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House passes bill to repeal Affordable Care Act

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Legislation heads to Senate after tense 217-213 vote

WASHINGTON — The House of Representatives today narrowly approved a bill to dismantle the Affordable Care Act.

Legislators voted 217-213 to overturn many of the law’s popular consumer protections, eliminate the individual mandate, and recast the insurance market.

“This bill delivers on the promises that we have made to the American people,” said House Speaker Paul Ryan, (R., Wis.). “A lot of us have been waiting seven years to cast this vote … to rescue people from this collapsing law.”

The vote, on President Donald Trump’s 105th day in office, reinvigorates the Republican vow to reverse the signature legislative achievement of former President Barack Obama. But the House bill faces an uphill battle in the Senate, where its sharp spending cuts will almost certainly be softened. And any legislation the Senate passes will have to be reconciled with the House version.

Ryan and other Republicans said the GOP plan would boost competition, cut costs and return power to states and individuals. Keeping Obamacare, Ryan said, would mean “even higher premiums, even fewer choices, even more insurance companies pulling out.”

Paul Ryan_Speaker of the House

House Speaker Paul Ryan (R., Wis.)

Democrats, none of whom voted with the majority, said the bill would deprive the poor and middle class of health insurance.

“Trumpcare eviscerates essential health benefits,” such as maternity care and prescription drug coverage, said House Minority Leader Nancy Pelosi, (D., Calif.),  “and guts protections for people with pre-existing conditions.”

The bill’s passage marked a dramatic rebound a month and a half after House leaders failed to garner sufficient votes to approve an earlier version of their bill, called the American Health Care Act.

The vote came after last-minute arm twisting, with moderates appeased by an $8 billion amendment for a high risk pool to help patients with pre-existing conditions pay for higher premiums and out-of-pocket costs.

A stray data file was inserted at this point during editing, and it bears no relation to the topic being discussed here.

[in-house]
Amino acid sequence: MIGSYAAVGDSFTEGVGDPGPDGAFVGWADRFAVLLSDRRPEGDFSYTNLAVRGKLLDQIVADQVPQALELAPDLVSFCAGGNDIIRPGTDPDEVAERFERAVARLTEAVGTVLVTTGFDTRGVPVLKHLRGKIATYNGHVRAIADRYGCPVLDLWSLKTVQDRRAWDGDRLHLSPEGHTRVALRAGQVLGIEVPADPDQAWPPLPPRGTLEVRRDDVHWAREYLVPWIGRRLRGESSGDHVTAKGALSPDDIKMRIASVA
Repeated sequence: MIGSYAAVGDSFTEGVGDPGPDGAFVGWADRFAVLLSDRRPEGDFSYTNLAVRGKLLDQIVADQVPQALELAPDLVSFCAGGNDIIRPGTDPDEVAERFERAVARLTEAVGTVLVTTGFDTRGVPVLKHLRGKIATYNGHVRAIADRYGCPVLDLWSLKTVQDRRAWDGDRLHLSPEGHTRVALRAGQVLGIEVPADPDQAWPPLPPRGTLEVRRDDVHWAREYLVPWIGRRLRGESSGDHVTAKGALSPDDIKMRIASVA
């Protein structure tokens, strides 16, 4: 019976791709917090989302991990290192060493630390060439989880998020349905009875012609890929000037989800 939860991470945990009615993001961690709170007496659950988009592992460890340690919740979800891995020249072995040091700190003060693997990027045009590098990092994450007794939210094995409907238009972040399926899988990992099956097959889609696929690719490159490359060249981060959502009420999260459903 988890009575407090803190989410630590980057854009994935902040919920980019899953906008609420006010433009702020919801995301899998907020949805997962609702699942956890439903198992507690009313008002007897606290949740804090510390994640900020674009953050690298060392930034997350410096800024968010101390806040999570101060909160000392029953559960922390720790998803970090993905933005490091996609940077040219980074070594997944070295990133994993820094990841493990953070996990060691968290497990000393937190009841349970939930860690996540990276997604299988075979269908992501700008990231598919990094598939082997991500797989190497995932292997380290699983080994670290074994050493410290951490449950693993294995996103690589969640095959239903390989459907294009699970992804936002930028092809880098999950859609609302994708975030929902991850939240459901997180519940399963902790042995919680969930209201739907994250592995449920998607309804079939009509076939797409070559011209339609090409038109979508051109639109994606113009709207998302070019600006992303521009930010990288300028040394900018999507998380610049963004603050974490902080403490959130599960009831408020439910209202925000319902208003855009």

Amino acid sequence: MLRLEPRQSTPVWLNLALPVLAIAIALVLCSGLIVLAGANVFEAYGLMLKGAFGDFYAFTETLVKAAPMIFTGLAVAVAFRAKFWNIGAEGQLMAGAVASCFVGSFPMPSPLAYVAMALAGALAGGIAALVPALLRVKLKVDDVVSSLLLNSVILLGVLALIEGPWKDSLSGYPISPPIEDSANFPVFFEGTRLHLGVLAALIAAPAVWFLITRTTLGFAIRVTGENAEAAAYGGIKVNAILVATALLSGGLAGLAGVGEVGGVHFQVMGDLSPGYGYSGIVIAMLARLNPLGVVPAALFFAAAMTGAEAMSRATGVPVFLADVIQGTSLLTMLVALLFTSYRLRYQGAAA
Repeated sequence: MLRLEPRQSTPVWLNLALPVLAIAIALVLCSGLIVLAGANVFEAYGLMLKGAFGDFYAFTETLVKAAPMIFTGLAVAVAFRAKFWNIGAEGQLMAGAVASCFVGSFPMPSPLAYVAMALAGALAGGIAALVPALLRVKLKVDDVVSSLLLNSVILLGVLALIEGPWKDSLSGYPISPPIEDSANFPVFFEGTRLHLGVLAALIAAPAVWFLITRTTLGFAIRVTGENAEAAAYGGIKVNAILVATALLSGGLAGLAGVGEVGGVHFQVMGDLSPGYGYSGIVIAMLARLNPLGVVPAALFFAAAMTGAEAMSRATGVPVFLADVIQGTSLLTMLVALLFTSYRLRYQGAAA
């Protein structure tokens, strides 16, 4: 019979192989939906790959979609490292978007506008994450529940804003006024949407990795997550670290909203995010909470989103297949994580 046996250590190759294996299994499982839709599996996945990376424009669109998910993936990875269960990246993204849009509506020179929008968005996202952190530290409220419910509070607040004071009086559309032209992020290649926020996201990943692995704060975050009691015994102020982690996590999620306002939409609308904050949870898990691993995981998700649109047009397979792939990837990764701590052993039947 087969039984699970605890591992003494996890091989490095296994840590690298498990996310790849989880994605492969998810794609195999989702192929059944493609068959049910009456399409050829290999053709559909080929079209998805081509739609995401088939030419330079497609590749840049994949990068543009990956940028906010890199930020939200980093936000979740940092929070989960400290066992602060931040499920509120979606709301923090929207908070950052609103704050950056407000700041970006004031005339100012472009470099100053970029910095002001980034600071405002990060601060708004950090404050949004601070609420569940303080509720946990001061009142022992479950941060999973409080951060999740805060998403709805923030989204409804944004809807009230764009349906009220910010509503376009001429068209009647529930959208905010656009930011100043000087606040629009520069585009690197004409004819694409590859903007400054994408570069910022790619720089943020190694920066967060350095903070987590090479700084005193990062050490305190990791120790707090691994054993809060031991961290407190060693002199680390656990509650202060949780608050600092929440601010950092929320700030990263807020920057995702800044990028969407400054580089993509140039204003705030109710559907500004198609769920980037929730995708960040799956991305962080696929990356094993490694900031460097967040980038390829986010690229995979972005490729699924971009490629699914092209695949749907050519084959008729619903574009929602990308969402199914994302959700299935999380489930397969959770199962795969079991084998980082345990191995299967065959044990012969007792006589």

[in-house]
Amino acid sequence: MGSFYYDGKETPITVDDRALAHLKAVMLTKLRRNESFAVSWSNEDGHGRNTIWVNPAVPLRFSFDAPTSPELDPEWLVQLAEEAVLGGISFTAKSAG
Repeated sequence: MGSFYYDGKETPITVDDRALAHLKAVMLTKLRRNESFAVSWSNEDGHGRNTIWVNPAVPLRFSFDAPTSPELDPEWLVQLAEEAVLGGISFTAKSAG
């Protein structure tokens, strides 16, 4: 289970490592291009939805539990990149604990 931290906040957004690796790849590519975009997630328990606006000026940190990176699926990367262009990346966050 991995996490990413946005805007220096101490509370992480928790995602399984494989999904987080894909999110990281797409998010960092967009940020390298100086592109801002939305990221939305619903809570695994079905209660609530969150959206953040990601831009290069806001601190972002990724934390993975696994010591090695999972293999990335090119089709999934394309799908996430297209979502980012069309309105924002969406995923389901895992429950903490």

Republicans went ahead with the vote without a full analysis of the legislation from the Congressional Budget Office. The CBO estimated the bill’s earlier version would cause an estimated 24 million people to forgo or lose insurance by 2026.

“There’s been a lot of drama, a little bit of trauma along the way,” said Rep. Tom Cole, (R., Okla.), a member of the House GOP leadership, according to USA Today. Cole and fellow party members dismissed concerns about having enough time to scrutinize the bill, debate it, and gauge its effect.

“We can’t wait a moment longer than necessary to provide relief,” said Rep. Diane Black, (R., Tenn.), USA Today reported. “Americans are suffering from rising costs. Under Obamacare, the situation is getting worse every day.”

B. Douglas Hoey, chief executive officer of the National Community Pharmacists Association, said, “House Republicans considered and passed this legislation under a process that greatly limited what provisions and policies could be considered germane, excluding virtually any of interest to community pharmacies.

Lawmakers intend to develop subsequent health care legislation to fill in the gaps. NCPA and its members will continue to engage lawmakers to champion priorities for community pharmacies during this process.

Hoey urged pharmacists to contact their representatives and senators to reiterate the importance of pro-patient, pro-pharmacist policies. “These include maintaining prescription drug coverage and ensuring adequate pharmacy reimbursement for patient care as well as sufficient access to community pharmacies and bipartisan transparency provisions related to PBMs in federal exchange programs.”

John Arensmeyer, founder and CEO of the Small Business Majority, expressed frustration and disappointment with the vote.

“This is an irresponsible and costly move that will do little more than create instability in the insurance market and greatly reduce the ability of small business owners, their employees and self-employed Americans to obtain health coverage,” he commented. “What’s more, we know small businesses strongly support the current health care law and oppose the replacement.”

Arensmeyer’s organization’s opinion polling found small businesses favor the Affordable Care Act over the American Health Care Act by two-to-one. The survey also found that small business owners oppose key components of the AHCA, and that nearly six in 10 support the ACA.


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